Potrebbero tornare alla mente i tempi di Josef Klaus prima e di Bruno Kreisky dopo.


Bloomberg. 2013-03-28. Austria Draws Scorn for Sitting Out Russian Diplomat Expulsions

– Government includes nationalists friendly with Putin’s party

– Sweden’s Bildt questions if Austria is ‘part of the West’

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Austria is drawing criticism from parts of the European Union for saying it couldn’t expel Russian diplomats on account of its neutrality.

Chancellor Sebastian Kurz’s government, which includes nationalists that cooperate with Vladimir Putin’s party, declined to join the tough international response to a nerve-agent attack on a former Russian spy in England. Austria is a “builder of bridges between East and West” and wants to “keep channels open” to Moscow, it said.

That position is “hardly compatible with EU membership” and there’s “a big difference between being part of the West and being a bridge between the West and the East,” former Swedish Foreign Minister Carl Bildt said Tuesday on Twitter.

Artis Pabriks, a former Latvian foreign minister who’s a member of the European Parliament, called Austria’s decision a “bad joke.” He asked: “Which other EU policies/decisions Kurz does not apply to Austria?”

Kurz, whose People’s Party is part of the same political family as the parties of Bildt and Pabriks, said Monday that Austria backs the EU’s decision to pull its ambassador to Russia.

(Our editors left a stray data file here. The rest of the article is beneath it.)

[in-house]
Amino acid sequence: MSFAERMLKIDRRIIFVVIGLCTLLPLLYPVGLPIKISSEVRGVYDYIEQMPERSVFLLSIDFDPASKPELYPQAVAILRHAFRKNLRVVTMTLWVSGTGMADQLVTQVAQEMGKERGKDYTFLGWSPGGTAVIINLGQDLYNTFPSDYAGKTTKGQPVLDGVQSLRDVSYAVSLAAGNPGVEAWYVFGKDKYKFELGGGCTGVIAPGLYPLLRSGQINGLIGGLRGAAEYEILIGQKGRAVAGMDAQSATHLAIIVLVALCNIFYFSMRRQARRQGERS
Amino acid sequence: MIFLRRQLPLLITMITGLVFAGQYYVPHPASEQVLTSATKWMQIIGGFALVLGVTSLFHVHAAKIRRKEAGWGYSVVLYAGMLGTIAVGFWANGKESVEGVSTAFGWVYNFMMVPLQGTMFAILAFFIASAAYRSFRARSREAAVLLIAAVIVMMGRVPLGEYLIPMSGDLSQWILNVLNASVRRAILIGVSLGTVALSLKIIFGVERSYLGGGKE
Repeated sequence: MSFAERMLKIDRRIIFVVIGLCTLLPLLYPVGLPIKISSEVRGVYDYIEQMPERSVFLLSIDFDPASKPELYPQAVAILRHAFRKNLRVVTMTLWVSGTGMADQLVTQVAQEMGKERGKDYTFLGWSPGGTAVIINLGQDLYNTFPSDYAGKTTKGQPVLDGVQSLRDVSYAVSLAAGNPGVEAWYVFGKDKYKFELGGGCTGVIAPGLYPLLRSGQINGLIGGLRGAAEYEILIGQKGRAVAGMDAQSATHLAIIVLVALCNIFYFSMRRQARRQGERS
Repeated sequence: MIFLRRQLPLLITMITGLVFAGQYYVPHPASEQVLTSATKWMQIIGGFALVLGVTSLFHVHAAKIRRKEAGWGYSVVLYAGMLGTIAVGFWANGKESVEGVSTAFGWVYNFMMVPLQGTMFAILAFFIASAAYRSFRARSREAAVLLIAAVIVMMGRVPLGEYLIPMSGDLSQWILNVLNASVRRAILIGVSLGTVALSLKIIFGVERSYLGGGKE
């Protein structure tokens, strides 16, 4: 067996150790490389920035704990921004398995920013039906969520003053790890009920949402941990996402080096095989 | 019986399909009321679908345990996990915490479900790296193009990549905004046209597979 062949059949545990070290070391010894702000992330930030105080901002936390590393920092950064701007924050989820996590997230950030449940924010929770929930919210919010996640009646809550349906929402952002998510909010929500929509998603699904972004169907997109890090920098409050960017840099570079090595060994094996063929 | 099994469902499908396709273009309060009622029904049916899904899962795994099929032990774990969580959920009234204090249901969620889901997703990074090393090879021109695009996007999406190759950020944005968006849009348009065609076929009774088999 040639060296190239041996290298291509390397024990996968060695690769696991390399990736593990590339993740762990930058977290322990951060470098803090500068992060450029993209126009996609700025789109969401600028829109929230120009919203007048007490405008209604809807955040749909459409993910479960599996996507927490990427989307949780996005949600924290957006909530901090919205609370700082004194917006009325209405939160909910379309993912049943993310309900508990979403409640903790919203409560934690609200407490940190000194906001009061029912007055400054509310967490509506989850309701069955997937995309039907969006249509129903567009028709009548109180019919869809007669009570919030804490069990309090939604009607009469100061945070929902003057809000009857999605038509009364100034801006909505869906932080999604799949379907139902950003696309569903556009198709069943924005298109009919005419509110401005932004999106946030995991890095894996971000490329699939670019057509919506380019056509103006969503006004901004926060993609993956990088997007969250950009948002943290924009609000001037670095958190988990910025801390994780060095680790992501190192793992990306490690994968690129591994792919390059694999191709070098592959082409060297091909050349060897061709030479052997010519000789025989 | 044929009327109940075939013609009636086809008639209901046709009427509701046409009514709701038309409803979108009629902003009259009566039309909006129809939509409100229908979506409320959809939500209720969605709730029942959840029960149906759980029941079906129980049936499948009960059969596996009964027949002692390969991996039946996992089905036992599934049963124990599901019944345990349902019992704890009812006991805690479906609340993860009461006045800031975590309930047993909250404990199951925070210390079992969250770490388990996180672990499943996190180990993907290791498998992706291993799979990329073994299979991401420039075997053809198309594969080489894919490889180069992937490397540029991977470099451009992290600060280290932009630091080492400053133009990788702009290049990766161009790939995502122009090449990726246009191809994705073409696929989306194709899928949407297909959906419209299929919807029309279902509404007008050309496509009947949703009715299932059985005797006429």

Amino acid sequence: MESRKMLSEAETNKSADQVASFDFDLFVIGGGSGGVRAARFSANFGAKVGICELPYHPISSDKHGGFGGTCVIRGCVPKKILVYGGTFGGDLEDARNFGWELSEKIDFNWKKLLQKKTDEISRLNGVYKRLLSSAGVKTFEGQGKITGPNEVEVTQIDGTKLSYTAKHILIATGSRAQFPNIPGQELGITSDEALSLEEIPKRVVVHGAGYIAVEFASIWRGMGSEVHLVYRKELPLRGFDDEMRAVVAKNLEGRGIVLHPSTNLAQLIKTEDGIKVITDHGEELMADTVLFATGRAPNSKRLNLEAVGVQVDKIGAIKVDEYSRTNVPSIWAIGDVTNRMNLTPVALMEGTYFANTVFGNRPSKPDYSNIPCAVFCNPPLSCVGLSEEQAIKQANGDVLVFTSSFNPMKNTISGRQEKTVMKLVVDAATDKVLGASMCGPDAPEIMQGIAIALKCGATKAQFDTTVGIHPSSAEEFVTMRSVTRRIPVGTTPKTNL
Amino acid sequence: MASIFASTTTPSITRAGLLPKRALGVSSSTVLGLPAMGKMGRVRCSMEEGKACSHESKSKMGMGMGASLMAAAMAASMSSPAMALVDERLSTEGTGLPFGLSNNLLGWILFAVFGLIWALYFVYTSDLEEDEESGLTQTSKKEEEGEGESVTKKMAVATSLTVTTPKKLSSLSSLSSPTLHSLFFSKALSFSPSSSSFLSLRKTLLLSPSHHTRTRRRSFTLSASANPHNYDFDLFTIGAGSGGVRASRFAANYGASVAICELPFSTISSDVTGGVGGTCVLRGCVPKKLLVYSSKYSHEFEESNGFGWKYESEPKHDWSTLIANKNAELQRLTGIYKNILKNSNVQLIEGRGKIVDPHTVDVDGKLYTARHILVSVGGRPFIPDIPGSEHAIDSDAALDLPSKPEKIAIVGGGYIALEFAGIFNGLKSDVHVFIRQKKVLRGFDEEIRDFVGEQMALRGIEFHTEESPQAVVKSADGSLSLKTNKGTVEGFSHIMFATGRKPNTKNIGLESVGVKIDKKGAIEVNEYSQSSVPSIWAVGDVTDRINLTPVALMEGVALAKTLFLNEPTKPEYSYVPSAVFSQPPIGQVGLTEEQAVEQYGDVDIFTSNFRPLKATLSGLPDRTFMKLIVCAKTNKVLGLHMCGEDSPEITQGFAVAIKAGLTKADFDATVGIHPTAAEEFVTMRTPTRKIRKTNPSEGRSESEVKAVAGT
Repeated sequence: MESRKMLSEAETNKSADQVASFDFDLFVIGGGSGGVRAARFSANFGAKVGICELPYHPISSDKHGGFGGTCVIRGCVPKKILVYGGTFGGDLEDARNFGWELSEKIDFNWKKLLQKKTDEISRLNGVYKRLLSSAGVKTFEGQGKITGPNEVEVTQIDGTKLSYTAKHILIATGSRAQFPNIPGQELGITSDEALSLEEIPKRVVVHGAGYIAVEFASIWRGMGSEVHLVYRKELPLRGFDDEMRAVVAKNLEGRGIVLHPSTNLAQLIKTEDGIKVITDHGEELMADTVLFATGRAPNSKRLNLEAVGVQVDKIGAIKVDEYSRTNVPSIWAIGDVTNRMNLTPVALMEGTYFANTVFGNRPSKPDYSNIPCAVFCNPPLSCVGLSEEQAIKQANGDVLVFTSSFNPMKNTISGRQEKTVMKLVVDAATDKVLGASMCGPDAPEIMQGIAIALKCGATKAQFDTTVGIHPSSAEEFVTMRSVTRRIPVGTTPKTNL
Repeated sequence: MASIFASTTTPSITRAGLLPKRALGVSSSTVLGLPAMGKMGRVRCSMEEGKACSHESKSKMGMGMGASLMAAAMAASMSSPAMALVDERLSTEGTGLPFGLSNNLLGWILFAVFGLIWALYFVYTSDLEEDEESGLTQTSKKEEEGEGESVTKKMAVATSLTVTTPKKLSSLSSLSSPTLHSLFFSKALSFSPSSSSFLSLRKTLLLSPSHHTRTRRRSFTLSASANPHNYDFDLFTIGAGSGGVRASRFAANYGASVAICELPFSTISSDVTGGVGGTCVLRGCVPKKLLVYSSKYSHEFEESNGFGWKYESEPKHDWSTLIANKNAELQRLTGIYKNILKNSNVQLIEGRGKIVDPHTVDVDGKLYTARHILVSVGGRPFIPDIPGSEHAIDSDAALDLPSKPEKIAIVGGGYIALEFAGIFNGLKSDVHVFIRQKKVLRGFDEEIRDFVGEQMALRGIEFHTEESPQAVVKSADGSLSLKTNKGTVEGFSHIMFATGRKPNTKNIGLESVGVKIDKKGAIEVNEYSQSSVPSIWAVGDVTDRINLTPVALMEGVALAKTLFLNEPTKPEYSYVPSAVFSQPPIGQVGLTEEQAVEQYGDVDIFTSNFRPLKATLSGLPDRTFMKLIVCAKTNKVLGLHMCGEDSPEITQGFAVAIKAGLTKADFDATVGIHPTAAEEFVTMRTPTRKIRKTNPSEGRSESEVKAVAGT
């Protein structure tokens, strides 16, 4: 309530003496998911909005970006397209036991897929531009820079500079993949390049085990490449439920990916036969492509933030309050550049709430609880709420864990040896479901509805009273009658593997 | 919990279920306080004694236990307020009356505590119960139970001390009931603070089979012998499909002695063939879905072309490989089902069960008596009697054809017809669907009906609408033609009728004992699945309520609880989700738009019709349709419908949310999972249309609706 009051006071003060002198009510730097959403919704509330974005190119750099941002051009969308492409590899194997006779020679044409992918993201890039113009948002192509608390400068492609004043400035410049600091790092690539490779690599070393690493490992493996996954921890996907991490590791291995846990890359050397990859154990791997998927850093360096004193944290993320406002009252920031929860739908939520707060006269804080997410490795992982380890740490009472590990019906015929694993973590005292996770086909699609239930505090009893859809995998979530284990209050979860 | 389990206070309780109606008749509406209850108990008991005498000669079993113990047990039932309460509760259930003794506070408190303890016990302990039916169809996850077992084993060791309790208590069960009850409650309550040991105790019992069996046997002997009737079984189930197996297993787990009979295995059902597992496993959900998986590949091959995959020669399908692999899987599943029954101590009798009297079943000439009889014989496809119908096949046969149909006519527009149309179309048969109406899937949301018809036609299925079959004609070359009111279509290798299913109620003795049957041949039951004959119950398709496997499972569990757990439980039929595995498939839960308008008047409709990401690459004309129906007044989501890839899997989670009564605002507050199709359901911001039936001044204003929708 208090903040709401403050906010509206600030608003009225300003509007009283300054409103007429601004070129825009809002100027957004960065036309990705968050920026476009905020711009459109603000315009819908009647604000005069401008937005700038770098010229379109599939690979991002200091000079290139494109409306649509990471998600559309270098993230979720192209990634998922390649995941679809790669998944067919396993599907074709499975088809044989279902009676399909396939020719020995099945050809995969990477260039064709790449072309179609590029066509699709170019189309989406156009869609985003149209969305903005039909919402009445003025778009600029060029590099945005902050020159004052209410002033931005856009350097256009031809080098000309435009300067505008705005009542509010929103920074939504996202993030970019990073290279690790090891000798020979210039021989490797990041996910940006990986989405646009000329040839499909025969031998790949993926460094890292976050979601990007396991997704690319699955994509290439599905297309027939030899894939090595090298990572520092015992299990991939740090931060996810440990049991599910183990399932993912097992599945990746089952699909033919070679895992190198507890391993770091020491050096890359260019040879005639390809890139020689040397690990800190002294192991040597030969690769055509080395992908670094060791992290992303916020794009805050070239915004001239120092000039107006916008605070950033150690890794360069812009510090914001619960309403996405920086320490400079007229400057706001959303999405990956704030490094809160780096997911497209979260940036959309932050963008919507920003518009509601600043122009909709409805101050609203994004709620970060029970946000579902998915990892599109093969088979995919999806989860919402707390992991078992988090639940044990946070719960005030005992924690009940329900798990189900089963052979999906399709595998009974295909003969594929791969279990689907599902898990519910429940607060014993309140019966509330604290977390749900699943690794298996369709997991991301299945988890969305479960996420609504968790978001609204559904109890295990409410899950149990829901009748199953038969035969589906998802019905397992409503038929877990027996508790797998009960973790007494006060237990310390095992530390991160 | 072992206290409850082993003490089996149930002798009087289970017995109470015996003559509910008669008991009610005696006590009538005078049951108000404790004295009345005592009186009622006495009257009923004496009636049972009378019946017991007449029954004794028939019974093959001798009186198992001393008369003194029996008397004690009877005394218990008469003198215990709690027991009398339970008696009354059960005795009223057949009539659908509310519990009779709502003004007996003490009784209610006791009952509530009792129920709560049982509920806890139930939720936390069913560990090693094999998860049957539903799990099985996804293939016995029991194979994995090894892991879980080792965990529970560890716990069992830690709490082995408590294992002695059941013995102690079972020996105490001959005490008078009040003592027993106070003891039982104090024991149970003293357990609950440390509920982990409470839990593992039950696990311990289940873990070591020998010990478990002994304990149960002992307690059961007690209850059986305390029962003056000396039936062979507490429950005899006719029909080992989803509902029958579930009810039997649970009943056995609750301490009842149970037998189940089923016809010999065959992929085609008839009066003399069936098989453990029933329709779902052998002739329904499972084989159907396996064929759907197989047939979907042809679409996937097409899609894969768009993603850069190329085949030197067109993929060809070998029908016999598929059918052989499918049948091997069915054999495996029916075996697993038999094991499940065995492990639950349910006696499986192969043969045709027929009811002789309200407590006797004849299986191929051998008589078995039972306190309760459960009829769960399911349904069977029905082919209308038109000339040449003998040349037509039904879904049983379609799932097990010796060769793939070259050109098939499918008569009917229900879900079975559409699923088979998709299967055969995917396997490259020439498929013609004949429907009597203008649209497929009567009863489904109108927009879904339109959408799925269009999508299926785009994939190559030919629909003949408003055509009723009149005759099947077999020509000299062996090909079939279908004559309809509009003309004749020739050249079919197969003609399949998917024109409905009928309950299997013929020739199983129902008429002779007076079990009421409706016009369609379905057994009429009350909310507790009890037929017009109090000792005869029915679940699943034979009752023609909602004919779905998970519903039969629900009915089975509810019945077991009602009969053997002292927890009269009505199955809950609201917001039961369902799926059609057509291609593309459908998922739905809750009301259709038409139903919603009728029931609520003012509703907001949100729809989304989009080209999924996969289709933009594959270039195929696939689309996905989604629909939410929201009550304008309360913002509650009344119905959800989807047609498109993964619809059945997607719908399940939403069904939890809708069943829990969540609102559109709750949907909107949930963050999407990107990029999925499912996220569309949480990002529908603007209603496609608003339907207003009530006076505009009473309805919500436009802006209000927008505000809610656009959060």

In declining to take further measures, his government cited Austria’s neutrality, which the country adopted as a condition for ending its post-World War II occupation by the U.S., the Soviet Union, the U.K. and France in 1955.

United Russia

Austria, which has gotten most of its natural gas from Russia for 50 years, has a history of trying to moderate the EU’s approach to Moscow. Social Democrat Werner Faymann was one of the more skeptical EU leaders when initial sanctions were imposed on Russia in 2014 over the annexation of Crimea.

Kurz’s coalition partner, the Freedom Party, led by Vice Chancellor Heinz Christian Strache, signed a “working agreement” with Putin’s United Russia party in Moscow in 2016, saying it would like to roll back the sanctions.


Ahram Online. 2013-03-28. ‘Neutral’ Austria won’t expel Russian diplomats

Austria said Monday that it would not follow a number of other EU countries in expelling Russian diplomats over the poisoning of a former Russian spy in Britain, stressing its neutrality.

“We stand behind the decision to recall the EU ambassador, but we will not take any national measures,” Chancellor Sebastian Kurz and Foreign Minister Karin Kneissl said in a joint statement.

“Indeed, we want to keep the channels of communication to Russia open,” they added. “Austria is a neutral country and sees itself as a bridge-builder between East and West.”

Fourteen European Union countries are to expel a total of 30 Russian diplomats in a coordinated international response to Moscow over the poisoning of Sergei Skripal in the English city of Salisbury, according to an AFP tally.

Germany, France and Poland led the way with four expulsions each and EU President Donald Tusk warned that more diplomats could be thrown out in the coming days.

Austria is a member of the European Union but is officially neutral and is not part of the NATO military alliance.

The right-wing Kurz visited Russia in late February and his coalition partners, the far-right Freedom Party (FPOe), have a “cooperation pact” with President Vladimir Putin’s United Russia party.

Slovakia, while condemning the Skripal poisoning, also said it was not throwing out Russian diplomats at present but will summon the Russian ambassador “without delay”.

“The development of the situation, as well as Russia’s response to the calls addressed to it by the EU countries — including Slovakia — will influence the next steps that we are prepared to consider in this case,” the Slovakian foreign ministry said.